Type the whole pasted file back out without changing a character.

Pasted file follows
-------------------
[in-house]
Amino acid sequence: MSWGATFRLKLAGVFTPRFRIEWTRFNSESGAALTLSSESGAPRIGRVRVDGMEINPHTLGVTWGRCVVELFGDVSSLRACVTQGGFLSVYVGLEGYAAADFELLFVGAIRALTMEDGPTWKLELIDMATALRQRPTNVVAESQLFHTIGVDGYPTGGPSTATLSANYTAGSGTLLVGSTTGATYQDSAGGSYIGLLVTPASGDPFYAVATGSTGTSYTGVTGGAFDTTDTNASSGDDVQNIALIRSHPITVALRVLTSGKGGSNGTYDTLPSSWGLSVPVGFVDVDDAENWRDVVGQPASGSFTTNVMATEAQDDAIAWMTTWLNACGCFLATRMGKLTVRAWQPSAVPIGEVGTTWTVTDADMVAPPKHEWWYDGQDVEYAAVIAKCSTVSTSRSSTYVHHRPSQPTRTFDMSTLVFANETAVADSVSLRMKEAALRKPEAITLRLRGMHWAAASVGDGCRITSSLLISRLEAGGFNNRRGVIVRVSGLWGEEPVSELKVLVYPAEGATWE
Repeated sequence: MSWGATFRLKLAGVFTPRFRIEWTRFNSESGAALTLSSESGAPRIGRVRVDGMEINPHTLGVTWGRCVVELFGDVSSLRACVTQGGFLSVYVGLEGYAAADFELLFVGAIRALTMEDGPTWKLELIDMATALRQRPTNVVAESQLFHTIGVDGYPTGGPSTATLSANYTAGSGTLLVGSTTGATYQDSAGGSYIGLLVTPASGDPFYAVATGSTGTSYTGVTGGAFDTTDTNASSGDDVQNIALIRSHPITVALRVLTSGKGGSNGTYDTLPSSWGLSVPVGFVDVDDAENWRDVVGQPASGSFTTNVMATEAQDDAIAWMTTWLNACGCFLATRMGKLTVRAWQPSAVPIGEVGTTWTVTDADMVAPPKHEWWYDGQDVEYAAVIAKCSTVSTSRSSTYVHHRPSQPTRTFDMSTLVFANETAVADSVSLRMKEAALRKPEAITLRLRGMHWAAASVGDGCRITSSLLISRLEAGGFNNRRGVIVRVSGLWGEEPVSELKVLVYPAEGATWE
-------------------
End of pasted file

[in-house]
Amino acid sequence: MSWGATFRLKLAGVFTPRFRIEWTRFNSESGAALTLSSESGAPRIGRVRVDGMEINPHTLGVTWGRCVVELFGDVSSLRACVTQGGFLSVYVGLEGYAAADFELLFVGAIRALTMEDGPTWKLELIDMATALRQRPTNVVAESQLFHTIGVDGYPTGGPSTATLSANYTAGSGTLLVGSTTGATYQDSAGGSYIGLLVTPASGDPFYAVATGSTGTSYTGVTGGAFDTTDTNASSGDDVQNIALIRSHPITVALRVLTSGKGGSNGTYDTLPSSWGLSVPVGFVDVDDAENWRDVVGQPASGSFTTNVMATEAQDDAIAWMTTWLNACGCFLATRMGKLTVRAWQPSAVPIGEVGTTWTVTDADMVAPPKHEWWYDGQDVEYAAVIAKCSTVSTSRSSTYVHHRPSQPTRTFDMSTLVFANETAVADSVSLRMKEAALRKPEAITLRLRGMHWAAASVGDGCRITSSLLISRLEAGGFNNRRGVIVRVSGLWGEEPVSELKVLVYPAEGATWE
Repeated sequence: MSWGATFRLKLAGVFTPRFRIEWTRFNSESGAALTLSSESGAPRIGRVRVDGMEINPHTLGVTWGRCVVELFGDVSSLRACVTQGGFLSVYVGLEGYAAADFELLFVGAIRALTMEDGPTWKLELIDMATALRQRPTNVVAESQLFHTIGVDGYPTGGPSTATLSANYTAGSGTLLVGSTTGATYQDSAGGSYIGLLVTPASGDPFYAVATGSTGTSYTGVTGGAFDTTDTNASSGDDVQNIALIRSHPITVALRVLTSGKGGSNGTYDTLPSSWGLSVPVGFVDVDDAENWRDVVGQPASGSFTTNVMATEAQDDAIAWMTTWLNACGCFLATRMGKLTVRAWQPSAVPIGEVGTTWTVTDADMVAPPKHEWWYDGQDVEYAAVIAKCSTVSTSRSSTYVHHRPSQPTRTFDMSTLVFANETAVADSVSLRMKEAALRKPEAITLRLRGMHWAAASVGDGCRITSSLLISRLEAGGFNNRRGVIVRVSGLWGEEPVSELKVLVYPAEGATWE